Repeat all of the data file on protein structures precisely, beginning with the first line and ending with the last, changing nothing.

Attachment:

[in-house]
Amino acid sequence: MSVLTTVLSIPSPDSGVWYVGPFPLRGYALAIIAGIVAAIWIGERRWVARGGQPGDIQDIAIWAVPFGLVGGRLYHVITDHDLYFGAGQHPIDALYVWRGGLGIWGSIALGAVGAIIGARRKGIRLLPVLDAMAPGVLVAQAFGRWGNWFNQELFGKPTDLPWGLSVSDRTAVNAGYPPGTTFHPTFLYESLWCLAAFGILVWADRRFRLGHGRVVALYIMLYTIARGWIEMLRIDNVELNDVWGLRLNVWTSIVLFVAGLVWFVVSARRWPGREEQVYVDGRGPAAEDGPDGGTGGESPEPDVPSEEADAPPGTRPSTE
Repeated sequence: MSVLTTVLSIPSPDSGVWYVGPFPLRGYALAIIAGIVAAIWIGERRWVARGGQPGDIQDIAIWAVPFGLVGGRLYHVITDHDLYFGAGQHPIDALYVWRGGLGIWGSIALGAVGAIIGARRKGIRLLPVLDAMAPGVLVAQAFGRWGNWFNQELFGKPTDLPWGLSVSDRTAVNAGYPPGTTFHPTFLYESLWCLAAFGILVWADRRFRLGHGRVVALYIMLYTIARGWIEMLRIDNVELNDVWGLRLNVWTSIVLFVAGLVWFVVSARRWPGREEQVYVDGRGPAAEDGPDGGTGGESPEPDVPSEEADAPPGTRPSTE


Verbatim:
[in-house]
Amino acid sequence: MSVLTTVLSIPSPDSGVWYVGPFPLRGYALAIIAGIVAAIWIGERRWVARGGQPGDIQDIAIWAVPFGLVGGRLYHVITDHDLYFGAGQHPIDALYVWRGGLGIWGSIALGAVGAIIGARRKGIRLLPVLDAMAPGVLVAQAFGRWGNWFNQELFGKPTDLPWGLSVSDRTAVNAGYPPGTTFHPTFLYESLWCLAAFGILVWADRRFRLGHGRVVALYIMLYTIARGWIEMLRIDNVELNDVWGLRLNVWTSIVLFVAGLVWFVVSARRWPGREEQVYVDGRGPAAEDGPDGGTGGESPEPDVPSEEADAPPGTRPSTE
Repeated sequence: MSVLTTVLSIPSPDSGVWYVGPFPLRGYALAIIAGIVAAIWIGERRWVARGGQPGDIQDIAIWAVPFGLVGGRLYHVITDHDLYFGAGQHPIDALYVWRGGLGIWGSIALGAVGAIIGARRKGIRLLPVLDAMAPGVLVAQAFGRWGNWFNQELFGKPTDLPWGLSVSDRTAVNAGYPPGTTFHPTFLYESLWCLAAFGILVWADRRFRLGHGRVVALYIMLYTIARGWIEMLRIDNVELNDVWGLRLNVWTSIVLFVAGLVWFVVSARRWPGREEQVYVDGRGPAAEDGPDGGTGGESPEPDVPSEEADAPPGTRPSTE